Subject: I have found a CD that I think you would enjoy
|Myaskovsky, Ivashkin, Polyansky|
Symphony 27 / Cello Concerto
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Georgeous Russian Late Romanticism
Thomas F. Bertonneau | Oswego, NY United States | 10/29/2002
(5 out of 5 stars)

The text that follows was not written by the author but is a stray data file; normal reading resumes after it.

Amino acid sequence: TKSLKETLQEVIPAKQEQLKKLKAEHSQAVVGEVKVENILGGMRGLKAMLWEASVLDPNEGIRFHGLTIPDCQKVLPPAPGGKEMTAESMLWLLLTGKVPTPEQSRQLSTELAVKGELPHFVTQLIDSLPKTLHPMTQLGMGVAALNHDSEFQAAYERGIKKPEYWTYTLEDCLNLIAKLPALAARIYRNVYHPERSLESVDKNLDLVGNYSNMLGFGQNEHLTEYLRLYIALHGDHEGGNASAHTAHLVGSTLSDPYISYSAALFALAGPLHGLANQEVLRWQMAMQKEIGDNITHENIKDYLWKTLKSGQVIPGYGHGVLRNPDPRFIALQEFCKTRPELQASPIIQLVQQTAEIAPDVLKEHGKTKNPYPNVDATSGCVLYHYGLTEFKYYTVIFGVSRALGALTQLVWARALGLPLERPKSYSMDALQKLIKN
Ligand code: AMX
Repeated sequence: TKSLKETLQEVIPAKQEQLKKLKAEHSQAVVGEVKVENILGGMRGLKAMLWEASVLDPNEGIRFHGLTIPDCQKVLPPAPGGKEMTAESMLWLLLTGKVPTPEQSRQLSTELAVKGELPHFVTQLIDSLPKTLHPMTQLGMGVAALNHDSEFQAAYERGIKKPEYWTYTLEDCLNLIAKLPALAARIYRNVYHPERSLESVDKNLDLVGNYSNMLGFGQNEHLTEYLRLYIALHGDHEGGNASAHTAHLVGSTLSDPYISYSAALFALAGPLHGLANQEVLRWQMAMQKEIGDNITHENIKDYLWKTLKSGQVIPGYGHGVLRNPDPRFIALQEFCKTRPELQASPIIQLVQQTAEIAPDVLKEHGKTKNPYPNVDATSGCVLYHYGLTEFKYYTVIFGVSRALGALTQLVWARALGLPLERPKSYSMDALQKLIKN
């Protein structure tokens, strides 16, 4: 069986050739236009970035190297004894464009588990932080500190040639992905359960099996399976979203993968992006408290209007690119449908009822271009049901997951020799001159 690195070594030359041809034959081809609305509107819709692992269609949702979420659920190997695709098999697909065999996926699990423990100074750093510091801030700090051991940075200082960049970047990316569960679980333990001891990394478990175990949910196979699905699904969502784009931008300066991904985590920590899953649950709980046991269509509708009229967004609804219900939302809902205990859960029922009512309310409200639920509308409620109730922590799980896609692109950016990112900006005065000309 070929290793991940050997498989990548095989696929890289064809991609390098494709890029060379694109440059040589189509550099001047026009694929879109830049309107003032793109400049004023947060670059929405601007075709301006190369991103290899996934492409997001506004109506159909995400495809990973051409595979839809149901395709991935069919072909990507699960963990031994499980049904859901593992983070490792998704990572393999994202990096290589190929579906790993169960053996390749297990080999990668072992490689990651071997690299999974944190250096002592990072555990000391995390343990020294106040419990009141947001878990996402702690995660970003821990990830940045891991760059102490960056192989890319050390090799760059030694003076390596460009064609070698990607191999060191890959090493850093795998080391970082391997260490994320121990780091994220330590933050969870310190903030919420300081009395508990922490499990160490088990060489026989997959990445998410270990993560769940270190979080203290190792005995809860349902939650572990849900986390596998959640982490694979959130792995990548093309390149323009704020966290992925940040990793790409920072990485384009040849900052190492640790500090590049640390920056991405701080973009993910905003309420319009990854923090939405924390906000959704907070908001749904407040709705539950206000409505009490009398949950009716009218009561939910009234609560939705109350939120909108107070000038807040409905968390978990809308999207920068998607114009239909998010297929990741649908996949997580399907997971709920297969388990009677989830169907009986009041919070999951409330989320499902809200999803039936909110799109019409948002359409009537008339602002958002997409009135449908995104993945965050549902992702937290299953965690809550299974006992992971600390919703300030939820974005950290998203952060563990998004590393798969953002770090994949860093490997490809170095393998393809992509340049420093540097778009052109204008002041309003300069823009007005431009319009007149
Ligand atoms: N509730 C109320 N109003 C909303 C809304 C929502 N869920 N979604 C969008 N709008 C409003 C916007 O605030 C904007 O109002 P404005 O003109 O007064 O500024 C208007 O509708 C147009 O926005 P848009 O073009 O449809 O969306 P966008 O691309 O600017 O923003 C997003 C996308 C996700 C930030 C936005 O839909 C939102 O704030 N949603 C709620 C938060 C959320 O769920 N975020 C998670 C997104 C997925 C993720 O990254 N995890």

"Connoisseurs of Russian, or more properly, of Soviet music will recognize the name of Nicolai Miaskovsky and will likely know his somber, beautiful Concerto for Cello and Orchestra, roughly coeval with although slightly earlier than Prokofiev's Sinfonia Concertante. Miaskovsky's Cello Concerto has enjoyed a number of recordings since Rostropovich recorded it for EMI in the early 1960s and has rarely been out of the catalogue. Miaskovsky's symphonies (he wrote twenty-seven of them) are a different matter, despite the fact that they represent his main achievement. Only one, the Twenty-First, a one-movement affair requiring about fifteen minutes in performance, has ever gained anything like currency in the West. Frederick Stock gave the premiere in Chicago in 1940; Ormandy recorded it, and it appeared on a Unicorn LP in the late 1970s in a performance under David Measham. A few Melodiya recordings made their way to North American in the 1960s and 70s, most prominently a rendition under Svetlanov of the Twenty-Second, a "war symphony" full of alternating melancholy and strife, with prominent and impressive parts for the horns. More recently, Marco Polo has offered a handful of the symphonies, as has Russian Disc; the lamentably defunct Classical Revelation label also included several Miaskovsky symphonies in its rich, if evanescent catalogue. Despite this, Miaskovsky has been something of a rare bird among important names in Soviet symphonism. All the more then is Valeri Polyansky's new disc from Chandos a welcome one, for it gives us not only superb rendering of the Cello Concerto but something close to a recorded premiere of Miaskovsky's last symphony, the Twenty-Seventh, from 1950, the year of his death. Polyansky has been active under a Chandos contract for some years now, offering representations of Rachmaninov, Glazunov, and Shostakovich: the foray into Miaskovsky is a natural furtherance of his survey of Muscovite and Petersburger music of the pre-revolutionary through the totalitarian periods. Miaskovsky was a remarkably consistent composer, finding his style while still a conservatory student. The idiom lies somewhere between the Rachmaninov and Scriabin: basically tonal and late-Romantic, with an interest, now greater and now lesser, in chromatic extensions of the harmony in the manner of "The Divine Poem." A Russian accent is always noticeable. Miaskovsky has a preference, like Rachmaninov, for minor modes and dark colors: these appear in his First Symphony, written under the supervision of Gliere in 1905, and they are still present forty-five years later in the Twenty-Seventh, although the outlines are now leaner, the sense of form more acute. There was once a Melodiya LP of the Twenty-Seventh, with Alexander Gauk leading the USSR Symphony Orchestra, from a master tape recorded in 1950. I have remembered the Twenty-Seventh (in C Minor) from that scratchy and dim LP although it disappeared when I discarded my "record library" twelve or fifteen years ago. Polyansky's new performance confirms what my memory told me: A brooding, lyrical motto, first heard in the low woodwinds, becomes the melodic touchstone of the whole symphony, which Miaskovsky casts in three movements; these are an Adagio - Allegro Animato, an Adagio, and a Presto non Troppo. Shostakovich reacted to Stalinism with irony; Miaskovsky reacts with nostalgia. Even the two outer, faster panels are full of folksong-like "song periods" similar to those in Tchaikovsky and Rachmaninov. The return of the motto theme on flute at about 5.20 into the First Movement is a case in point. If the listener is neither wood nor stone then his heart shall melt. The Concerto for Cello and Orchestra, written during the war has preserved Miaskovsky's name in the recorded music catalogues since the mid-1950s, when the first of Rostropovich's traversals appeared. Just now there are two or three competing versions available. Alexander Ivashkin, who has also recorded the Schnittke concertos with Polyansky, has a warm and appealing tone that suits this slow and quiet music perfectly. This is a lovely recording - even the packaging is nice, with its autumn colors. Chandos scores another one. recommended."